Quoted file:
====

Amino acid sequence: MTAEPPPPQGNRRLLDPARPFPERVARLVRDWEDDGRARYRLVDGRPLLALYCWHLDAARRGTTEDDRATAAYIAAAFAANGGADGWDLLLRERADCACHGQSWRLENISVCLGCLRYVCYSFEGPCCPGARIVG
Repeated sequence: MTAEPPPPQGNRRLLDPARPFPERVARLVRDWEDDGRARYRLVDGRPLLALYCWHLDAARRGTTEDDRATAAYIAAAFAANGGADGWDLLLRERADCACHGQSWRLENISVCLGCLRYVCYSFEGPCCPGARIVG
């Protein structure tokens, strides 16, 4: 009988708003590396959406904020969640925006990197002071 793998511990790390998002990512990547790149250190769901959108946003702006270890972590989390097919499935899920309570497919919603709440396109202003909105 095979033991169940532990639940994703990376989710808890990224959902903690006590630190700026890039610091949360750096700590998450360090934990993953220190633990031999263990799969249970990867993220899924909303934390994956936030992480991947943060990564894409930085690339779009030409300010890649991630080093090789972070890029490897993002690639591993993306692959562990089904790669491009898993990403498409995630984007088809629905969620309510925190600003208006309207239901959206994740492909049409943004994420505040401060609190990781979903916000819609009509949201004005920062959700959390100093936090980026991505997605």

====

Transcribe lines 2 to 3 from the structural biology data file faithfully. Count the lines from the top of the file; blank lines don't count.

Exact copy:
Repeated sequence: MTAEPPPPQGNRRLLDPARPFPERVARLVRDWEDDGRARYRLVDGRPLLALYCWHLDAARRGTTEDDRATAAYIAAAFAANGGADGWDLLLRERADCACHGQSWRLENISVCLGCLRYVCYSFEGPCCPGARIVG
């Protein structure tokens, strides 16, 4: 009988708003590396959406904020969640925006990197002071 793998511990790390998002990512990547790149250190769901959108946003702006270890972590989390097919499935899920309570497919919603709440396109202003909105 095979033991169940532990639940994703990376989710808890990224959902903690006590630190700026890039610091949360750096700590998450360090934990993953220190633990031999263990799969249970990867993220899924909303934390994956936030992480991947943060990564894409930085690339779009030409300010890649991630080093090789972070890029490897993002690639591993993306692959562990089904790669491009898993990403498409995630984007088809629905969620309510925190600003208006309207239901959206994740492909049409943004994420505040401060609190990781979903916000819609009509949201004005920062959700959390100093936090980026991505997605």